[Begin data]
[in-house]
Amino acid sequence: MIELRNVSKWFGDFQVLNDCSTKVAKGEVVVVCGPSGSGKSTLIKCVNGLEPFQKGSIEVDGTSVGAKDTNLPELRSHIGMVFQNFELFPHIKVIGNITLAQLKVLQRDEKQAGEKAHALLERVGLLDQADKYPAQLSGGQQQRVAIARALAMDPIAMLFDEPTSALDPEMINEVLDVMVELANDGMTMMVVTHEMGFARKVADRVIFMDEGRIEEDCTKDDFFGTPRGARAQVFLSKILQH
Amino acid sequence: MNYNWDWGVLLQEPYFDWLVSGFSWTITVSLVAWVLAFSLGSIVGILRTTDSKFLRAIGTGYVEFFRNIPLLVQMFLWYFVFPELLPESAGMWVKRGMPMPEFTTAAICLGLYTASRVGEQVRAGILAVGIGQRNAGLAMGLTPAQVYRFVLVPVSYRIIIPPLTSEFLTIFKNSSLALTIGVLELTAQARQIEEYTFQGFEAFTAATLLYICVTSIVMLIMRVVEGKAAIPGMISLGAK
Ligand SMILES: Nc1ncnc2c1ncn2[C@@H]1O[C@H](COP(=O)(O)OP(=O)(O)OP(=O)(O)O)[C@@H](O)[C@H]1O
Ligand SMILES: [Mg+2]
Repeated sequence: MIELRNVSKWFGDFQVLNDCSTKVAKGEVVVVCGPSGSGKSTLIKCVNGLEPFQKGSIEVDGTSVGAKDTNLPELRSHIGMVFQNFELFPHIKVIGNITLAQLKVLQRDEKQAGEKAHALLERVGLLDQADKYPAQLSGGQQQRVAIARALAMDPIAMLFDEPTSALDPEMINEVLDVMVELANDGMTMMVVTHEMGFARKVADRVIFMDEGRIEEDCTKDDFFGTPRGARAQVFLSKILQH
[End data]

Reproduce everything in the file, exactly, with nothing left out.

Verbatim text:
[in-house]
Amino acid sequence: MIELRNVSKWFGDFQVLNDCSTKVAKGEVVVVCGPSGSGKSTLIKCVNGLEPFQKGSIEVDGTSVGAKDTNLPELRSHIGMVFQNFELFPHIKVIGNITLAQLKVLQRDEKQAGEKAHALLERVGLLDQADKYPAQLSGGQQQRVAIARALAMDPIAMLFDEPTSALDPEMINEVLDVMVELANDGMTMMVVTHEMGFARKVADRVIFMDEGRIEEDCTKDDFFGTPRGARAQVFLSKILQH
Amino acid sequence: MNYNWDWGVLLQEPYFDWLVSGFSWTITVSLVAWVLAFSLGSIVGILRTTDSKFLRAIGTGYVEFFRNIPLLVQMFLWYFVFPELLPESAGMWVKRGMPMPEFTTAAICLGLYTASRVGEQVRAGILAVGIGQRNAGLAMGLTPAQVYRFVLVPVSYRIIIPPLTSEFLTIFKNSSLALTIGVLELTAQARQIEEYTFQGFEAFTAATLLYICVTSIVMLIMRVVEGKAAIPGMISLGAK
Ligand SMILES: Nc1ncnc2c1ncn2[C@@H]1O[C@H](COP(=O)(O)OP(=O)(O)OP(=O)(O)O)[C@@H](O)[C@H]1O
Ligand SMILES: [Mg+2]
Repeated sequence: MIELRNVSKWFGDFQVLNDCSTKVAKGEVVVVCGPSGSGKSTLIKCVNGLEPFQKGSIEVDGTSVGAKDTNLPELRSHIGMVFQNFELFPHIKVIGNITLAQLKVLQRDEKQAGEKAHALLERVGLLDQADKYPAQLSGGQQQRVAIARALAMDPIAMLFDEPTSALDPEMINEVLDVMVELANDGMTMMVVTHEMGFARKVADRVIFMDEGRIEEDCTKDDFFGTPRGARAQVFLSKILQH